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‘The Report’ Writer-Director Scott Z. Burns On Turning A CIA Torture Report Into Compelling Entertainment – The Contenders NY Video

The Report

How do you turn a 6,700-page government report into a gripping cinematic drama? That was the formidable challenge facing writer-director Scott Z. Burns for Amazon’s The Report, his true-life film on the investigation into the CIA’s use of torture on terrorism suspects after the 9/11 attacks.

“The story of the [Detention and Interrogation] program that’s revealed inside of the report is incredibly horrifying and bizarre and in and of itself I think it is a movie,” Burns said recently at Deadline’s The Contenders New York awards-season event. “But beyond that, the story of Daniel Jones — the person who Adam Driver plays in the movie — is incredibly compelling to me.”

Jones was the man tasked with leading the Senate Intelligence Committee’s investigation. “He’s a Senate staffer buried in the middle of the government bureaucracy,” Burns said, “and this one guy sits in a windowless room for seven years and pieces together the puzzle that is this [torture] program.”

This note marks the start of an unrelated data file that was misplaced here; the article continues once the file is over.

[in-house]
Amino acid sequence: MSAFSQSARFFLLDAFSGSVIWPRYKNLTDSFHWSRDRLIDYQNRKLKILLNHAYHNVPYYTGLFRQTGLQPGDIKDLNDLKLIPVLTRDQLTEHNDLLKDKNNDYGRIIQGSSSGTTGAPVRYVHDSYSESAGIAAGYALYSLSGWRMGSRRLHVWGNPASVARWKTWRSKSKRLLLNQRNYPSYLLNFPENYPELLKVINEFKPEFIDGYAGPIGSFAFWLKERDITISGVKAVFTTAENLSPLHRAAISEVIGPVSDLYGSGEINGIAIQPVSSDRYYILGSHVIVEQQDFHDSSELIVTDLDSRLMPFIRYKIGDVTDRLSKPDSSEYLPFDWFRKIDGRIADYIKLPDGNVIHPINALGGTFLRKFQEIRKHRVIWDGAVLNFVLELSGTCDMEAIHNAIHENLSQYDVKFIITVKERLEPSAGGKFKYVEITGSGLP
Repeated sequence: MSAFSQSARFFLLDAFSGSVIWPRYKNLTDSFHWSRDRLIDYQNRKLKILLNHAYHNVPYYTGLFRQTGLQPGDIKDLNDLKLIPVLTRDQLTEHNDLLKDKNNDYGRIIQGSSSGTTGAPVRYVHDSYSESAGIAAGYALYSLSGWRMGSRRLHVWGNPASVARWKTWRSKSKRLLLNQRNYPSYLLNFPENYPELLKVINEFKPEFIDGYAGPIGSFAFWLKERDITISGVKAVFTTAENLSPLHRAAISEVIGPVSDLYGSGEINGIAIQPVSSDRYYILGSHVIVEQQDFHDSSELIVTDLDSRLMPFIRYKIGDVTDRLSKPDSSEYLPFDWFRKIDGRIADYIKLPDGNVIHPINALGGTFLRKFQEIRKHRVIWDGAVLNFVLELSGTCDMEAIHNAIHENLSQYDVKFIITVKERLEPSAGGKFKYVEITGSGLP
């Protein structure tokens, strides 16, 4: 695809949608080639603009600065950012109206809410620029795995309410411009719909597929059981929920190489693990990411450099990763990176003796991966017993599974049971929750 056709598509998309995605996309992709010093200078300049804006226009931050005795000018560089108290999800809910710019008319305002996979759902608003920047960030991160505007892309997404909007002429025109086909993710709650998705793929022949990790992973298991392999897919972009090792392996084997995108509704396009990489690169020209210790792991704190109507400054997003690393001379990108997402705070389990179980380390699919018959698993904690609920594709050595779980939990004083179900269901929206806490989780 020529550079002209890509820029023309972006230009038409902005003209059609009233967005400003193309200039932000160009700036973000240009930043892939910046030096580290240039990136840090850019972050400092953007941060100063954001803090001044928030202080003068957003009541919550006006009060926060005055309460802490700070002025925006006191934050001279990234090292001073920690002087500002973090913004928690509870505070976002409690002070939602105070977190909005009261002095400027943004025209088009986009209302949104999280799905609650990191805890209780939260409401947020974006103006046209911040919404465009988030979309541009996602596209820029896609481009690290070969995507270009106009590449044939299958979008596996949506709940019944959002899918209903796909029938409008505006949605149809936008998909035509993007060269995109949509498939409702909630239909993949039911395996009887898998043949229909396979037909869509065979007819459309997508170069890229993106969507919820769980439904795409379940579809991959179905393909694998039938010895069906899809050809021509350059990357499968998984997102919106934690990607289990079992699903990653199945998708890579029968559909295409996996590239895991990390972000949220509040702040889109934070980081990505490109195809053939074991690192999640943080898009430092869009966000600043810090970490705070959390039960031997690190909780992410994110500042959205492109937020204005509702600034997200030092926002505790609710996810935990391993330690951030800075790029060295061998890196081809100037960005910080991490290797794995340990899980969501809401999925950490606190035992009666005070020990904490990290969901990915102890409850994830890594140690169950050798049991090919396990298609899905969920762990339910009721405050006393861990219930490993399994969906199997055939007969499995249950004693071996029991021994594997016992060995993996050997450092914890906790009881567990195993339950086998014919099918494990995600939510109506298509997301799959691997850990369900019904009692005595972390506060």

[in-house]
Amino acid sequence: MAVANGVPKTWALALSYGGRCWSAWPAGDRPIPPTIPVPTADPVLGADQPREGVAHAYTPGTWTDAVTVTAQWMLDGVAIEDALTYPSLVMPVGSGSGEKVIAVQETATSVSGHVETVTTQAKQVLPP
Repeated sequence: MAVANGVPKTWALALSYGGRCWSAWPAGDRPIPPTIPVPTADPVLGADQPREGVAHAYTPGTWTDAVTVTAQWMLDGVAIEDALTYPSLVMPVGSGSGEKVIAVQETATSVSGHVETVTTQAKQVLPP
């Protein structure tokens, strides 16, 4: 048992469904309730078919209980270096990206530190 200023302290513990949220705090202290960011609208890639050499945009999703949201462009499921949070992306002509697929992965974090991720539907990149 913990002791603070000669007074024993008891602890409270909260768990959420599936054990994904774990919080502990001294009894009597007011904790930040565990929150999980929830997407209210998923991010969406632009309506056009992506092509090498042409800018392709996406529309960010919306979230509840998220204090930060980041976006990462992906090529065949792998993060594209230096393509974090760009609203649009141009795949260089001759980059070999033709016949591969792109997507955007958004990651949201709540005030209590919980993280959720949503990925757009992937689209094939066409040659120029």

Tim Blake Nelson, who joined Burns onstage at the DGA Theater in front of a packed crowd of Academy and guild voters, co-stars in The Report, playing a composite character based on CIA field officers who had qualms about the program.

“What I most admire about this movie and getting to be in this movie is how it’s not agitprop,” Nelson said. “It’s a fair-minded, very cold and I would even say patriotic look at a program gone awry, that is just meticulously and gorgeously wrought.”

Burns pointed to an important theme in his film — larger than the question of using “enhanced interrogation techniques” on alleged terrorists.

“What the movie really, the story really, became about for me was this issue of accountability in our society,” he said. “What was chilling to all of us as while we were making the film, you see the same sh*t happening over again right now in our government where we’re trying to figure out if we’re here to hold each other accountable for what we do. And for me that really became the point of this movie.”

Watch the conversation in the video above.

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